• Nuclear Energy Leadership Act, introduced in both the House and Senate earlier this year, aims to spur development of advanced reactors with a focus on demonstration and commercialization of the new designs. The Senate version of the bill directs the U.S. Department of Energy to create a strategic vision for developing next-generation nuclear and authorizes demonstration of two designs by 2025 and two to five additional designs by 2035. In addition, NELA addresses the current lack of supply of the specialized fuel necessary for many advanced reactor designs.
  • The Nuclear Energy Innovation Capabilities Act (NEICA), passed in September 2018, aims to eliminate some of the barriers to advanced nuclear and establish some of the infrastructure to get there, including the versatile test reactor (VTR), which will test fuels and materials used in next-generation plants. DOE is looking into building the VTR at the Idaho or Oak Ridge national laboratories—and could do so as early as 2026.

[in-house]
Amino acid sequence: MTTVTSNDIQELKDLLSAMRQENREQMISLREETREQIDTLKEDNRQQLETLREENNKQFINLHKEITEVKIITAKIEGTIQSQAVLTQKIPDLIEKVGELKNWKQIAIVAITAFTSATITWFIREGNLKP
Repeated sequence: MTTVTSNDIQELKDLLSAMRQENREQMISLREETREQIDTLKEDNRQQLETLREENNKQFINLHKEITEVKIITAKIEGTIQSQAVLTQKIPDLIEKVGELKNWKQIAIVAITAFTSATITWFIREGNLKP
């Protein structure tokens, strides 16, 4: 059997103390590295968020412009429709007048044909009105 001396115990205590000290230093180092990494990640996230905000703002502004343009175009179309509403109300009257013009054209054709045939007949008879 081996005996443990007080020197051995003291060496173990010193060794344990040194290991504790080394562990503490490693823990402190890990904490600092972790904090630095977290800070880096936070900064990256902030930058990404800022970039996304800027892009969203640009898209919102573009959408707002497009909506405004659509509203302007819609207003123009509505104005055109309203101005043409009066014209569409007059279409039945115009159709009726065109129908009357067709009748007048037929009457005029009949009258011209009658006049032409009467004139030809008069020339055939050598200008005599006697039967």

"Private-public partnerships are essential to the development and deployment of advanced technologies, and demonstrating advanced reactors will spur their deployment by helping overcome first-of-a-kind challenges."

— Everett Redmond, NEI’s Senior Technical Advisor

  • The Nuclear Energy Innovation and Modernization Act (NEIMA), approved in January, aims to improve the regulatory structure for advanced reactors, including certifying and licensing new reactor designs. NEIMA also reforms the fee structure for the U.S. Nuclear Regulatory Commission.

NERA, NELA, NEICA, NEIMA. If the names sound alike, it may be intentional: They’re all focused on nuclear energy and signal that, with bipartisan support, Congress has set the agenda to make this technology a priority.

Here’s a quick chart to tell them apart:

 

LEGISLATION                     PRINCIPAL AIMS                                                   STATUS